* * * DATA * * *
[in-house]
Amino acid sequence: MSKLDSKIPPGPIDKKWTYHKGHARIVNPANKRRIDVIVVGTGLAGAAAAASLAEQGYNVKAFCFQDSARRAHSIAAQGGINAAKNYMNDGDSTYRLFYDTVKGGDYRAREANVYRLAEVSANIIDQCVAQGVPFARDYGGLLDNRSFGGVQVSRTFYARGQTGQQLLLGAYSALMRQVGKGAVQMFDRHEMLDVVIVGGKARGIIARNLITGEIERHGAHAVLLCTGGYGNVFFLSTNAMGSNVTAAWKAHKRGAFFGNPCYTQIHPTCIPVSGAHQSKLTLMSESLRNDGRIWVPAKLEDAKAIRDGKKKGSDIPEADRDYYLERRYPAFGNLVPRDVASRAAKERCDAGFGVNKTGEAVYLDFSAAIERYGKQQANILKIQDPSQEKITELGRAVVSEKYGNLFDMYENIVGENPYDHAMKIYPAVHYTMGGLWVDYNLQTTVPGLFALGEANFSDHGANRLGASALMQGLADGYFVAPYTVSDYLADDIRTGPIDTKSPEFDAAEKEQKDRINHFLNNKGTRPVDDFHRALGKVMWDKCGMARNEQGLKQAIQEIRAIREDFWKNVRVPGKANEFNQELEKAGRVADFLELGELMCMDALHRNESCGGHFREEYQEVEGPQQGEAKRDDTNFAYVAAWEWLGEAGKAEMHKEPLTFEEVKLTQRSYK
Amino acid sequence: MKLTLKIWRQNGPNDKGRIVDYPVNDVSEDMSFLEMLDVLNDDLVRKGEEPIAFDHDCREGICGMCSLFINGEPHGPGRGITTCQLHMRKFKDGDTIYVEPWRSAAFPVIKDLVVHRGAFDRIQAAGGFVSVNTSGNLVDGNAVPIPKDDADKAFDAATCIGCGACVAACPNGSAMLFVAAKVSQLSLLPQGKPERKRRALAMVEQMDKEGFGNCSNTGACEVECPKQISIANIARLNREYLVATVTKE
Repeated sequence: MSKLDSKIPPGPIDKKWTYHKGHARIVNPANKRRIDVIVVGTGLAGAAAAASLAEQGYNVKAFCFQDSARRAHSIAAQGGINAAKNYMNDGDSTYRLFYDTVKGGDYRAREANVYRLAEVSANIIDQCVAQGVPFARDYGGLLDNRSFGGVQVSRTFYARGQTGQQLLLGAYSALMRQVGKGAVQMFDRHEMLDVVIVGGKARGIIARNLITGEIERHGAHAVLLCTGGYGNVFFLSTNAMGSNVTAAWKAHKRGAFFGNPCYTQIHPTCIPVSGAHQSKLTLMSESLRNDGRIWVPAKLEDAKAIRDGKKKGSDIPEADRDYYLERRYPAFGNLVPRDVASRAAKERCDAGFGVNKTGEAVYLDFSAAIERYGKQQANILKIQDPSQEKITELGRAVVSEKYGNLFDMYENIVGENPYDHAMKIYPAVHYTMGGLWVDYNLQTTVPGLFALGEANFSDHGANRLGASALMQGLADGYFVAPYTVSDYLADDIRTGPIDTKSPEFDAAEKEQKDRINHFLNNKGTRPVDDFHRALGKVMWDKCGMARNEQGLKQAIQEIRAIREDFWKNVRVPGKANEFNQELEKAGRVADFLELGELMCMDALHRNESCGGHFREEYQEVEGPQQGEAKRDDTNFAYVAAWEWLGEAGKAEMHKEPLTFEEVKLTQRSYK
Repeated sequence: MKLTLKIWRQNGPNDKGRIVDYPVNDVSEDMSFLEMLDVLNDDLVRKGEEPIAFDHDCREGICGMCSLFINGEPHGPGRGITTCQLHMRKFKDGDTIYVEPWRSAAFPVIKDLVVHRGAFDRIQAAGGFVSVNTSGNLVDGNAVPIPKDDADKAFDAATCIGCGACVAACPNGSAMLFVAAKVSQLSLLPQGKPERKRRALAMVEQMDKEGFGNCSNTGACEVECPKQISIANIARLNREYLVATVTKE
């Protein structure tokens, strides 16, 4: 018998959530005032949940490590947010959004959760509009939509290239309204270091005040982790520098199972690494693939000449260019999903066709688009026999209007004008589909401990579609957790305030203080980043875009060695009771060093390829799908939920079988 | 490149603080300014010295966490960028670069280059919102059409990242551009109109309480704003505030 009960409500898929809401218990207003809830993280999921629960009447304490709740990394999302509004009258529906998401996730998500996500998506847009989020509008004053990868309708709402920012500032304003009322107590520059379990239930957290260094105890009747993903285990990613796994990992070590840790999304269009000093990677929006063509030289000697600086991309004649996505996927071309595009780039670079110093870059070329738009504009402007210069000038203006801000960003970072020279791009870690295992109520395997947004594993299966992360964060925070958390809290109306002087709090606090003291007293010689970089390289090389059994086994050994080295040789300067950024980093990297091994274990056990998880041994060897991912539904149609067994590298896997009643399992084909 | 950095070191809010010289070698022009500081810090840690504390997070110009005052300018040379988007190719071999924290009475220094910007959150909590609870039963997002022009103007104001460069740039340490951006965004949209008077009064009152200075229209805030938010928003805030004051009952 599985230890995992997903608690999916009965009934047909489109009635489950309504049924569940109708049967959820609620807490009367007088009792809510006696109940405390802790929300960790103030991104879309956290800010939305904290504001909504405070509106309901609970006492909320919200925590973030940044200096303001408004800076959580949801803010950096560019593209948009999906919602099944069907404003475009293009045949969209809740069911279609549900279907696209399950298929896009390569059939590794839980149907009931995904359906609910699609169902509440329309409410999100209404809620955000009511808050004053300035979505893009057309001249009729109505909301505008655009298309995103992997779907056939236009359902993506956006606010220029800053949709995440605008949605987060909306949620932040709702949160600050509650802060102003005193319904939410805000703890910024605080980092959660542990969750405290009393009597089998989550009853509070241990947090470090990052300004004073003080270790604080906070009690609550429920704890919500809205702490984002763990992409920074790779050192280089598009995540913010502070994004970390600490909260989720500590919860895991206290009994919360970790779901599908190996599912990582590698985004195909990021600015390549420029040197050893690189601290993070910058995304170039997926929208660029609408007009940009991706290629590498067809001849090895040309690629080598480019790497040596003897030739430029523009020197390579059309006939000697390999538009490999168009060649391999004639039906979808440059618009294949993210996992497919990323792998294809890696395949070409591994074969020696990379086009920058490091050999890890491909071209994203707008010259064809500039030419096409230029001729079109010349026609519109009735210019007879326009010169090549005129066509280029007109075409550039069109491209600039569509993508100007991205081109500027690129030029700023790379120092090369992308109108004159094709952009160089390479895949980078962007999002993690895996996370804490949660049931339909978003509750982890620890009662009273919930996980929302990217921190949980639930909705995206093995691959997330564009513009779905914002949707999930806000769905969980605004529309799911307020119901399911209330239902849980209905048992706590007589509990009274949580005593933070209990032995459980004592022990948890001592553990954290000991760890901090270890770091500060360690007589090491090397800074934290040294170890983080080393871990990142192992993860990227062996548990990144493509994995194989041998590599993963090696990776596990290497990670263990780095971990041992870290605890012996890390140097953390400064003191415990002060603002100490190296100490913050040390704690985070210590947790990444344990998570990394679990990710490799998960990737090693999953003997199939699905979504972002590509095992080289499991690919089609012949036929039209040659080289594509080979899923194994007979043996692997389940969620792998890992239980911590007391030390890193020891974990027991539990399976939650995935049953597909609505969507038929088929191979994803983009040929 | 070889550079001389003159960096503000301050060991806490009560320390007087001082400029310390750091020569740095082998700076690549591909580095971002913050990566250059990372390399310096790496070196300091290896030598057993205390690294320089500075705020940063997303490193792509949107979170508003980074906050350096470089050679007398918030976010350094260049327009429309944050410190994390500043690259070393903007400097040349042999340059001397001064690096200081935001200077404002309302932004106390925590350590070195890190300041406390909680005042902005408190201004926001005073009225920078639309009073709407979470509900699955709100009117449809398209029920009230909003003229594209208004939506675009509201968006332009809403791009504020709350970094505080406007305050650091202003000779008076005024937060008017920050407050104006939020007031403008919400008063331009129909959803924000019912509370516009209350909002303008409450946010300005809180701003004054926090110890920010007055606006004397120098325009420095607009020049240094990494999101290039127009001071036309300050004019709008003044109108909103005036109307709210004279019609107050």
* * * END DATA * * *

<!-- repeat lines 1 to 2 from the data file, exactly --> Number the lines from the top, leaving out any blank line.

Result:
[in-house]
Amino acid sequence: MSKLDSKIPPGPIDKKWTYHKGHARIVNPANKRRIDVIVVGTGLAGAAAAASLAEQGYNVKAFCFQDSARRAHSIAAQGGINAAKNYMNDGDSTYRLFYDTVKGGDYRAREANVYRLAEVSANIIDQCVAQGVPFARDYGGLLDNRSFGGVQVSRTFYARGQTGQQLLLGAYSALMRQVGKGAVQMFDRHEMLDVVIVGGKARGIIARNLITGEIERHGAHAVLLCTGGYGNVFFLSTNAMGSNVTAAWKAHKRGAFFGNPCYTQIHPTCIPVSGAHQSKLTLMSESLRNDGRIWVPAKLEDAKAIRDGKKKGSDIPEADRDYYLERRYPAFGNLVPRDVASRAAKERCDAGFGVNKTGEAVYLDFSAAIERYGKQQANILKIQDPSQEKITELGRAVVSEKYGNLFDMYENIVGENPYDHAMKIYPAVHYTMGGLWVDYNLQTTVPGLFALGEANFSDHGANRLGASALMQGLADGYFVAPYTVSDYLADDIRTGPIDTKSPEFDAAEKEQKDRINHFLNNKGTRPVDDFHRALGKVMWDKCGMARNEQGLKQAIQEIRAIREDFWKNVRVPGKANEFNQELEKAGRVADFLELGELMCMDALHRNESCGGHFREEYQEVEGPQQGEAKRDDTNFAYVAAWEWLGEAGKAEMHKEPLTFEEVKLTQRSYK